Many people want to know – what age is the best age to start screening for cancer. While there is no “exact age” each cancer shows up at different ages, so it’s best to first understand that cancer has no age. While we are simply offering suggestions on when to start screening, it is important to remember to listen to your body and consult a physician if you aren’t feeling well or something seems off. You are your best and first option when it comes to cancer screening.
At ages, 20 – 29 cancer-related check-ups should be part of your yearly health exams. Cancers of the thyroid, mouth, skin, lymph nodes, testicles, and ovaries can be caught in the earliest stages around this age bracket. For men and women naturally, the testing varies.
It’s important to get tested for colon cancer. Especially if there is a family history of genetic disorders associated with this particular cancer.
Women should begin breast exams during this age bracket at least every 3 years. Don’t forget to perform periodic self-exams to check for any irregularities and contact a nurse or doctor right away if you feel something isn’t right. Cervical cancer tests can begin at this age bracket. While they say that no testing is needed before the age of 21 there are a few cases in which a younger woman was diagnosed with cervical cancer, so be aware. Pap tests should be done every 3 years, and normally an HPV test is not needed unless your Pap test is abnormal. Women also need to be on the lookout for colon cancer. Be sure to start getting tested around this age bracket.
If you are in the 30 – 39 age bracket it is important to continue the testing listed in the previous age bracket.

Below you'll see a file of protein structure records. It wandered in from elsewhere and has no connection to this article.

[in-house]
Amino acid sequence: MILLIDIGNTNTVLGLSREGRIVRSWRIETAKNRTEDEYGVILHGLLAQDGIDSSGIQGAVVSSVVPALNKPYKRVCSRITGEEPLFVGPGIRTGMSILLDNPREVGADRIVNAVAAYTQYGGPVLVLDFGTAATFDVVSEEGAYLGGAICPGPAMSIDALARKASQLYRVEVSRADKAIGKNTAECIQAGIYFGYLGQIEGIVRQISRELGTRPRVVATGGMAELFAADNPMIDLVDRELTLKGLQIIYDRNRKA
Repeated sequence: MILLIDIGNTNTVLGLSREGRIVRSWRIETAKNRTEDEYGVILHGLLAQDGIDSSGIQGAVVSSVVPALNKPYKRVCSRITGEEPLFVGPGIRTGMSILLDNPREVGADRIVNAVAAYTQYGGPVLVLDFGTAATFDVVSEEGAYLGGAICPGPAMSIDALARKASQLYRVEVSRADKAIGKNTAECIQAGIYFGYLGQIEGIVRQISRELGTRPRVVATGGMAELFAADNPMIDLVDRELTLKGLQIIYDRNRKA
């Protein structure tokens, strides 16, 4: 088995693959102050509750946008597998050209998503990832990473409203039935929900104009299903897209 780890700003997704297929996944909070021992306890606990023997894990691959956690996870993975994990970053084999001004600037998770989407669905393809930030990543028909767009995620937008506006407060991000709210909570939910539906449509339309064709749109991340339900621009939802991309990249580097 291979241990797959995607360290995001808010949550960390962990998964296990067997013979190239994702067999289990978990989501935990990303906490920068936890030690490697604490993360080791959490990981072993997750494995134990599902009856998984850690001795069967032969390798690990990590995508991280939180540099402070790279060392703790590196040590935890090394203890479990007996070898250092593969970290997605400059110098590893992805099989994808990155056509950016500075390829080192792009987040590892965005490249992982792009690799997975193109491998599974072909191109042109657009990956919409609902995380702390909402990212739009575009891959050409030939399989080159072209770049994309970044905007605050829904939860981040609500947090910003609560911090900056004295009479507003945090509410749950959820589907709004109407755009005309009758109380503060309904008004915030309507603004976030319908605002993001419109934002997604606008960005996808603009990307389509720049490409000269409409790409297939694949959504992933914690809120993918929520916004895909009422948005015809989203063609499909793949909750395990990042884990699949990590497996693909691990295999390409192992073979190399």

At ages 40 – 49 continued testing of the previous age brackets is important, however, there are a few differences.
Men need to begin testing for prostate cancer around the age of 45. Men with a higher risk should consult a doctor even earlier, at age 40.
Mammograms should now be done every year instead of every 3 years. Pap tests and HPV tests should be done every 5 years for cervical cancer. If you have had a hysterectomy, no testing is needed for cervical cancer.
If you are aged 50 – 65 here are some important facts to know that can help you decide when to get tested. Keep in mind that the standard tests that begin at age 20 still apply.
At age 50 all men are at risk for colon cancer and need to get tested. The same goes for prostate cancer, and all men above the age of 50 should get tested yearly for colon cancer. Tests of the lungs should also be done to find out whether or not there is a chance for lung cancer to develop, especially for smokers. Those men 55 or older need to consult a physician.
Mammograms should still be done, along with the standard colon cancer tests. However, women, especially those who are smokers, should receive testing to find out if they have lung cancer or not.
If you are 65 or older you need to have all the standard tests done to find out whether or not you have cancer.
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